Canada’s trade deficit widened in August to Can$3.4 billion (US$2.7 billion) on falling exports, the government statistical agency said Thursday.
The figure topped analysts’s forecast of a Can$2.65 billion deficit, as other recent indicators appeared to show the economy heating up.
Following two consecutive steep monthly decreases, exports fell a further 1.0 percent in August to Can$43.6 billion, led by falling foreign demand for Canadian consumer goods, chemical, plastic and rubber products, and ores and minerals, according to Statistics Canada.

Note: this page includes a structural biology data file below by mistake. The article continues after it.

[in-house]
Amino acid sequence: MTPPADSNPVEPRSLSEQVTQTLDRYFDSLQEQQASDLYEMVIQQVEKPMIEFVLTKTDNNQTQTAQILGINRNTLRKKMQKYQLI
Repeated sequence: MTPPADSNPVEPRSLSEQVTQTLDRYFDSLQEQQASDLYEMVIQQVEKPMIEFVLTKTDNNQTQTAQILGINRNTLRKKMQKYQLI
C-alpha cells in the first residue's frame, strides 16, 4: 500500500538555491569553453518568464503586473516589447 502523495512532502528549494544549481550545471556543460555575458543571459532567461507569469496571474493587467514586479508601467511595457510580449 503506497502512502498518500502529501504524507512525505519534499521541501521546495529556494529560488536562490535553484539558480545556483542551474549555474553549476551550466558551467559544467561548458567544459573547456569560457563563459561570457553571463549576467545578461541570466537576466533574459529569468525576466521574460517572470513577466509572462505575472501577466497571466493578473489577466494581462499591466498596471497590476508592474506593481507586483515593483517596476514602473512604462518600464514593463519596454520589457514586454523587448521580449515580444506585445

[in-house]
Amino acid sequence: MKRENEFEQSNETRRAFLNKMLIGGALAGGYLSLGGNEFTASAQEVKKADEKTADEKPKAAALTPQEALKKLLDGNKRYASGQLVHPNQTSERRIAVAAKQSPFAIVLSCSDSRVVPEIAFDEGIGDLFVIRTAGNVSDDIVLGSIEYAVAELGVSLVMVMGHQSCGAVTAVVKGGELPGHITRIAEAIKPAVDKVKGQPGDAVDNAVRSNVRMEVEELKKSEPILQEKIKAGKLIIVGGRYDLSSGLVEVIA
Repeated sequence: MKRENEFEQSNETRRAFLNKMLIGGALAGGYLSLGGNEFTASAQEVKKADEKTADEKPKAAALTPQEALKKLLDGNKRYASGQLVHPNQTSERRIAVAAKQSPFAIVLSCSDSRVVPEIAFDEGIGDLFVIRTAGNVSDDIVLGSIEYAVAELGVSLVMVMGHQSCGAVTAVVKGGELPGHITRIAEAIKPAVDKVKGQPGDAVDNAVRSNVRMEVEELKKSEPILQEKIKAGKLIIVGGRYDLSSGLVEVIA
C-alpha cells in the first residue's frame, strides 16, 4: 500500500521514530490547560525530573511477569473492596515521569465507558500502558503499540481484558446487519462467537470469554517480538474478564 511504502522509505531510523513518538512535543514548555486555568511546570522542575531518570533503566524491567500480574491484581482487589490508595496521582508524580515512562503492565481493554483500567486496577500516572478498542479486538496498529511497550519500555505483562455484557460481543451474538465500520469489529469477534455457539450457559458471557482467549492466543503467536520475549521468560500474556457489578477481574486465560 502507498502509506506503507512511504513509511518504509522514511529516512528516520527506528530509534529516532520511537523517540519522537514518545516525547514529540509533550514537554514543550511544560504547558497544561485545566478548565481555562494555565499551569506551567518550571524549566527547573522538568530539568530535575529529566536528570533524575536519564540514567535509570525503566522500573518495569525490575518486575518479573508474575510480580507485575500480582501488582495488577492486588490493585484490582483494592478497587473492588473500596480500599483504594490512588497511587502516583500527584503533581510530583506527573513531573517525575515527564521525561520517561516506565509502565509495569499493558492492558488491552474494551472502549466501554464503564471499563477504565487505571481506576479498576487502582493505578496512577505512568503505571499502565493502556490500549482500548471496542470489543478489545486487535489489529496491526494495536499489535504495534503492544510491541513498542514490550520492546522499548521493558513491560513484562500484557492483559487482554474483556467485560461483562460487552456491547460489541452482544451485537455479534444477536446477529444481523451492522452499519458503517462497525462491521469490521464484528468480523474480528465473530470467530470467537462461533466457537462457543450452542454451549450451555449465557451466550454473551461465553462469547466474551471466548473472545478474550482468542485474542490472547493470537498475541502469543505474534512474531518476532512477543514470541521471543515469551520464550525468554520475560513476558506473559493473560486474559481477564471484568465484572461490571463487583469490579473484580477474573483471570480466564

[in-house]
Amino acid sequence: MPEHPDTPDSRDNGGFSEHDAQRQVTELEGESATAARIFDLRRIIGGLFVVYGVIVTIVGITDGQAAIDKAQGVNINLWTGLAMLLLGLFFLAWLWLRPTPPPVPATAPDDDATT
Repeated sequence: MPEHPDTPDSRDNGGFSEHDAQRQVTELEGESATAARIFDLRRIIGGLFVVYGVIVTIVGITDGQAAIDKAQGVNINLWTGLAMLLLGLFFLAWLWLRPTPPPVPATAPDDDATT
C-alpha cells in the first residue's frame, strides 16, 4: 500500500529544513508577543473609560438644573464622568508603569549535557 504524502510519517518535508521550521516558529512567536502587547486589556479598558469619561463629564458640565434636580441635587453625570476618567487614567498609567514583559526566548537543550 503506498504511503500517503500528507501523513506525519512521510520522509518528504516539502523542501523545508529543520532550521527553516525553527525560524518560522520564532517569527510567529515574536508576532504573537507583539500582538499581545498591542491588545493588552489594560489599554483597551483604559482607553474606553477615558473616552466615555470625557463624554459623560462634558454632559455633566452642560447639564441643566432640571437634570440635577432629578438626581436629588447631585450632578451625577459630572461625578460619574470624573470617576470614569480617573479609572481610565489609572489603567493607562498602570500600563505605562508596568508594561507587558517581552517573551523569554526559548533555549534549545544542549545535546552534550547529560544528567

The drop in consumer goods exports was attributable to a decrease in foreign sales of pharmaceutical and medicinal products, mainly to Italy. The close of the snow crab fishing season also pulled down seafood exports.
Exports of radioactive ores and concentrates, meanwhile, fell after the shutdowns of uranium refining facilities.
Total imports were virtually unchanged in the month, with slight upticks in imports of motor vehicles and parts, and ores and minerals, partially offset by a drop in imports of clothing from Bangladesh.
Canada’s trade surplus with its neighbor the United States narrowed from Can$3.2 billion to Can$2.3 billion as exports fell and imports rose. Notably the Canadian dollar gained 0.5 cents US from July to August.
Increased exports to Britain (unwrought gold) and Japan (coal and canola) were partially offset by lower exports to China (canola) and India (uranium).